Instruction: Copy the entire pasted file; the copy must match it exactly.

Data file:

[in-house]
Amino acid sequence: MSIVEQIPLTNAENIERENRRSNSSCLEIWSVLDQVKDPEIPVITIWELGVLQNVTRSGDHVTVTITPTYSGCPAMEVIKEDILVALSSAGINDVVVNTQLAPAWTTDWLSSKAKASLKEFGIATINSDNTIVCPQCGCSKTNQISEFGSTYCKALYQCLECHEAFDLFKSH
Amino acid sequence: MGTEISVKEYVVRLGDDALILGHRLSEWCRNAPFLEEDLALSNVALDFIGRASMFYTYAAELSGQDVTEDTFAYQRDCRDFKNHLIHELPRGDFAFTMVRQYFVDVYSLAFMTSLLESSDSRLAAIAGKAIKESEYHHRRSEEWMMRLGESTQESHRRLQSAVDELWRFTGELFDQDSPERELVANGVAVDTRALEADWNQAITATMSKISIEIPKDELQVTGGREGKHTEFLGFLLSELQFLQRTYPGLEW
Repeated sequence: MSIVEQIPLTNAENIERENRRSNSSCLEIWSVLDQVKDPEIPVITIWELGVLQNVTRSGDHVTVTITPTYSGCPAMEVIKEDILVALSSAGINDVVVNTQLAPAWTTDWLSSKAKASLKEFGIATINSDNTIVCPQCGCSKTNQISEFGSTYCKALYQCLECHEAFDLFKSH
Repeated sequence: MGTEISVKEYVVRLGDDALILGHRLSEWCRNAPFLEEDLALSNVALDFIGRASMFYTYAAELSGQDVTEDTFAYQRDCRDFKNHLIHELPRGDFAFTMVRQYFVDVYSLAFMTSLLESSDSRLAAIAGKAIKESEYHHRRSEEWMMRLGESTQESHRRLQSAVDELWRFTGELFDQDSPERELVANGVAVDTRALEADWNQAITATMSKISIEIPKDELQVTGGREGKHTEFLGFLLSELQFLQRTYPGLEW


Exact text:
[in-house]
Amino acid sequence: MSIVEQIPLTNAENIERENRRSNSSCLEIWSVLDQVKDPEIPVITIWELGVLQNVTRSGDHVTVTITPTYSGCPAMEVIKEDILVALSSAGINDVVVNTQLAPAWTTDWLSSKAKASLKEFGIATINSDNTIVCPQCGCSKTNQISEFGSTYCKALYQCLECHEAFDLFKSH
Amino acid sequence: MGTEISVKEYVVRLGDDALILGHRLSEWCRNAPFLEEDLALSNVALDFIGRASMFYTYAAELSGQDVTEDTFAYQRDCRDFKNHLIHELPRGDFAFTMVRQYFVDVYSLAFMTSLLESSDSRLAAIAGKAIKESEYHHRRSEEWMMRLGESTQESHRRLQSAVDELWRFTGELFDQDSPERELVANGVAVDTRALEADWNQAITATMSKISIEIPKDELQVTGGREGKHTEFLGFLLSELQFLQRTYPGLEW
Repeated sequence: MSIVEQIPLTNAENIERENRRSNSSCLEIWSVLDQVKDPEIPVITIWELGVLQNVTRSGDHVTVTITPTYSGCPAMEVIKEDILVALSSAGINDVVVNTQLAPAWTTDWLSSKAKASLKEFGIATINSDNTIVCPQCGCSKTNQISEFGSTYCKALYQCLECHEAFDLFKSH
Repeated sequence: MGTEISVKEYVVRLGDDALILGHRLSEWCRNAPFLEEDLALSNVALDFIGRASMFYTYAAELSGQDVTEDTFAYQRDCRDFKNHLIHELPRGDFAFTMVRQYFVDVYSLAFMTSLLESSDSRLAAIAGKAIKESEYHHRRSEEWMMRLGESTQESHRRLQSAVDELWRFTGELFDQDSPERELVANGVAVDTRALEADWNQAITATMSKISIEIPKDELQVTGGREGKHTEFLGFLLSELQFLQRTYPGLEW